I must admit to some discontent with myself even as I write this. I’m a fan of a well-executed prologue, especially in a fantasy novel, and indeed there is a prologue in All Flames Cast (and will be one in Of Genesis). Yet I’m about to argue in opposition of prologues, for some reason.
Actually, for good reason. You see, prologues are generally unnecessary.
Oh, most authors will argue heartily that their prologue absolutely HAS to be in there. “It sets up so much!” they maintain. Or, “There’s tons of background there!” Possibly even, “It’s where the plot gets set up!”Continue reading
“Write what you know”, right? It’s one of the most common writing tips, something that writers of all ages have no doubt heard many times. It’s pretty sound advice on the surface. After all, it’s tough to write about, say, a location in Italy if you’ve never been there or studied it. Trying to do something along those lines is begging for the writing to feel flat.
On the other hand, we need to write about things we don’t know—namely, characters. I’ve found that it’s very common for inexperienced (often young) writers to write characters who are very similar to them. It’s easy to do, because you know yourself better than you know anyone else. But that doesn’t make for very interesting stories. Things will get very stale, very quickly when all of your protagonists are the same person.
So the question remains: how do you write a variety of characters?Continue reading
After finishing the first draft of All Flames Cast, my mind has become increasingly bent on filling out the world and details of the next book(s) I’m going to tackle. I’ve found myself writing little character sketches, scenes, and short stories to help myself with building a new world for a new book. Over the course of this, I’ve gotten a clearer view of the differences between short stories and scenes, which is something I’ve found over the years to be a bit of a blurred line for many writers.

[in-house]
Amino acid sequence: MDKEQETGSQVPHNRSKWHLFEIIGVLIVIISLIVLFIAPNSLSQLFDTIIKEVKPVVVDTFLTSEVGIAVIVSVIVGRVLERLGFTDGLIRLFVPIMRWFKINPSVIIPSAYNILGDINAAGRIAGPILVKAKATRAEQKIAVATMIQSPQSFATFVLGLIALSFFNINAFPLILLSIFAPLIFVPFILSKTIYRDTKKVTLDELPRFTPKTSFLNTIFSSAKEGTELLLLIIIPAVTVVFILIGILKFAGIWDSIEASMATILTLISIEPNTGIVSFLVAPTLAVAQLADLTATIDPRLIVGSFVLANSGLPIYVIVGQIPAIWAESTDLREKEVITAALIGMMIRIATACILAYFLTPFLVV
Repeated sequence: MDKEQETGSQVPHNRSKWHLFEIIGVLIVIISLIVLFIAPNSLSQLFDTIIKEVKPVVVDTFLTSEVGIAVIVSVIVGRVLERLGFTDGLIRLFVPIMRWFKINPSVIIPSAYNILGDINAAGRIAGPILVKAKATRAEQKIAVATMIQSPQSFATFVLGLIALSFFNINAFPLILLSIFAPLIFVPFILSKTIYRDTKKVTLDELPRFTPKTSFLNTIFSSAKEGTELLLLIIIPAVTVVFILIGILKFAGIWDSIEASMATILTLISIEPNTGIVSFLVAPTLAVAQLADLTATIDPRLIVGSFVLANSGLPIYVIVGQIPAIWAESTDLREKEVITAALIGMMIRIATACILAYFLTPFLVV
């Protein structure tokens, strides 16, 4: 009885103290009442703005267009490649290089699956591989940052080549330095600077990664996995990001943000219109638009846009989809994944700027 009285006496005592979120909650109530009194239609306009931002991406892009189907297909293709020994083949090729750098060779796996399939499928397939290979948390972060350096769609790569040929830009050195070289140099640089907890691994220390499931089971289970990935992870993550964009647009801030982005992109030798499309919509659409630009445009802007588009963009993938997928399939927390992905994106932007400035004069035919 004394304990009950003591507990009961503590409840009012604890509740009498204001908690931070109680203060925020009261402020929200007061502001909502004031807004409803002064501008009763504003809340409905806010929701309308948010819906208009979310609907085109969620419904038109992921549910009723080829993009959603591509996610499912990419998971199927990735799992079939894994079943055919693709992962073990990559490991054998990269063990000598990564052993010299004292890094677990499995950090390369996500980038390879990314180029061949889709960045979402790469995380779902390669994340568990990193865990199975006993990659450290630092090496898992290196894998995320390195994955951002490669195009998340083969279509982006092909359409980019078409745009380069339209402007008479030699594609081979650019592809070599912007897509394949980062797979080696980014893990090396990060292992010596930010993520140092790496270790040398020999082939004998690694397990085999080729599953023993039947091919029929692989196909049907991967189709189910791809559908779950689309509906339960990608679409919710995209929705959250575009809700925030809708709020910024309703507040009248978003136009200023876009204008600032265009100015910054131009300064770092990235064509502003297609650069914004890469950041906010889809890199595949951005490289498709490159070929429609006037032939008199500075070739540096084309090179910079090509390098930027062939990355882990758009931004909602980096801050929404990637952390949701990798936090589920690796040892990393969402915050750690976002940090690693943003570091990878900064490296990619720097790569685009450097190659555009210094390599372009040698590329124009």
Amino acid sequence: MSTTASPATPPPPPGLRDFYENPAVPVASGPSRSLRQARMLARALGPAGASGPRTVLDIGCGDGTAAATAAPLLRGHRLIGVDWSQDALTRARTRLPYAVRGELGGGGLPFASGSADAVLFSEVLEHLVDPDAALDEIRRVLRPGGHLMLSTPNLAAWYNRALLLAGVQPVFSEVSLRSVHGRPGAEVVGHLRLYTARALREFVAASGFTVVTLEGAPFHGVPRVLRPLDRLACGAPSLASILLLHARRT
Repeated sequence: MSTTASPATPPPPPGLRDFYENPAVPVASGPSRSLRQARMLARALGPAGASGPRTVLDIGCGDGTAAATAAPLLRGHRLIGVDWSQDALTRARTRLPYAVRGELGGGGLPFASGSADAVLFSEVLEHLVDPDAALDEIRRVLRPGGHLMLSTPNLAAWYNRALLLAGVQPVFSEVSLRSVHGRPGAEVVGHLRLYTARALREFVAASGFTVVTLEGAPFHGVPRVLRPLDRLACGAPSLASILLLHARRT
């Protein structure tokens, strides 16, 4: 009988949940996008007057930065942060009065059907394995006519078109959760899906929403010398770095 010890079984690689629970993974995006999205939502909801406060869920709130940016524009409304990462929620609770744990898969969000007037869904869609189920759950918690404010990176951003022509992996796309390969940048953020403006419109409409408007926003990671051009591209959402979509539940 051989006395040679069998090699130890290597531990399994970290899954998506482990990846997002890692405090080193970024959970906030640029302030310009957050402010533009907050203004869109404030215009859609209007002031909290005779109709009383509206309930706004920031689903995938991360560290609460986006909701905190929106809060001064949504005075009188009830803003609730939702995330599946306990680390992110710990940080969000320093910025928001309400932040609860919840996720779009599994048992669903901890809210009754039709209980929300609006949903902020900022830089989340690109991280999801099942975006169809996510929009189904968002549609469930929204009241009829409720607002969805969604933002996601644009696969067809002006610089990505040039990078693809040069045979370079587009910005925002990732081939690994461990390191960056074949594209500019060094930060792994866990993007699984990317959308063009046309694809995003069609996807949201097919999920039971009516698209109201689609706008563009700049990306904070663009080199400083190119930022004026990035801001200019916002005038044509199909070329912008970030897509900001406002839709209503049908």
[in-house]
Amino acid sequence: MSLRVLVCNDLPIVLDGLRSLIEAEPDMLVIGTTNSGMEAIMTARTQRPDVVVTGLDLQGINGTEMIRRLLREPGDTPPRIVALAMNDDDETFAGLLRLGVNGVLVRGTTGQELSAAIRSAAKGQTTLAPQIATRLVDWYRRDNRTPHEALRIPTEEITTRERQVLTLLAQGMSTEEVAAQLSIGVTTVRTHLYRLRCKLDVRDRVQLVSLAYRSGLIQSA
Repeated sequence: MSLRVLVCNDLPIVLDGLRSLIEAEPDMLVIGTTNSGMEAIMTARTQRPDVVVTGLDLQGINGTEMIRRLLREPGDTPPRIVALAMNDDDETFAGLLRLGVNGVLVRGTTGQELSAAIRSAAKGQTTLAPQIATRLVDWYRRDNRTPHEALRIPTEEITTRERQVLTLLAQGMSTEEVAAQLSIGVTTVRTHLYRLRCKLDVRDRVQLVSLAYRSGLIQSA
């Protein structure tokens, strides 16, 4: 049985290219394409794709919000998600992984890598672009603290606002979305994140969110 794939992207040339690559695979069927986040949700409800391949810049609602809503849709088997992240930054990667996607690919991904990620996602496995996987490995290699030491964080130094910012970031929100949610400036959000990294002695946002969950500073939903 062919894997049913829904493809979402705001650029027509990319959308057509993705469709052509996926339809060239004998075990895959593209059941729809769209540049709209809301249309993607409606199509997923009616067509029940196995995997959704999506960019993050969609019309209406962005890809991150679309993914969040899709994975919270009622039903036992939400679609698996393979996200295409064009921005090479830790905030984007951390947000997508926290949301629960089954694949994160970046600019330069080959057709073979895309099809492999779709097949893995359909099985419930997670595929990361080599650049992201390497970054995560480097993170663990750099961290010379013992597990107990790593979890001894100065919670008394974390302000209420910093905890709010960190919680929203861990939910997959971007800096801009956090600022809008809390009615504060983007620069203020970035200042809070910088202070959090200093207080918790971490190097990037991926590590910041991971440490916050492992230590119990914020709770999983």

I went through a university degree in Creative Writing, as I know many, many other writers have, and as a result I kind of went through a crucible. There are a lot of pressures on an undergrad writing student—including the pressure to abandon genre fiction because of the flawed idea that it’s inherently inferior to lit fic—and one of those pressures is to learn how to write short stories.Continue reading
This post is mostly going to be about other books I’ve read, moreso than anything I’ve written, because it deals with first-person perspectives. While third-person narrators can absolutely make an impact on the way a story is read (looking at you, A Song of Ice and Fire), some of my favorite stories are first-person novels. By and large, the reason for this is the way the first-person viewpoint structures and colors the story.Continue reading
As I undertake my Wheel of Time Reread, the topic of viewpoint characters has been on my mind. In The Eye of the World, there are only a few POV characters: Rand has by far most of the book, with a few chapters from Perrin and a few from Nynaeve. It’s a rather startling contrast to…well, to the whole rest of the series, which sees an astounding 2700+ named characters, with hundreds of them getting viewpoints at one place or another.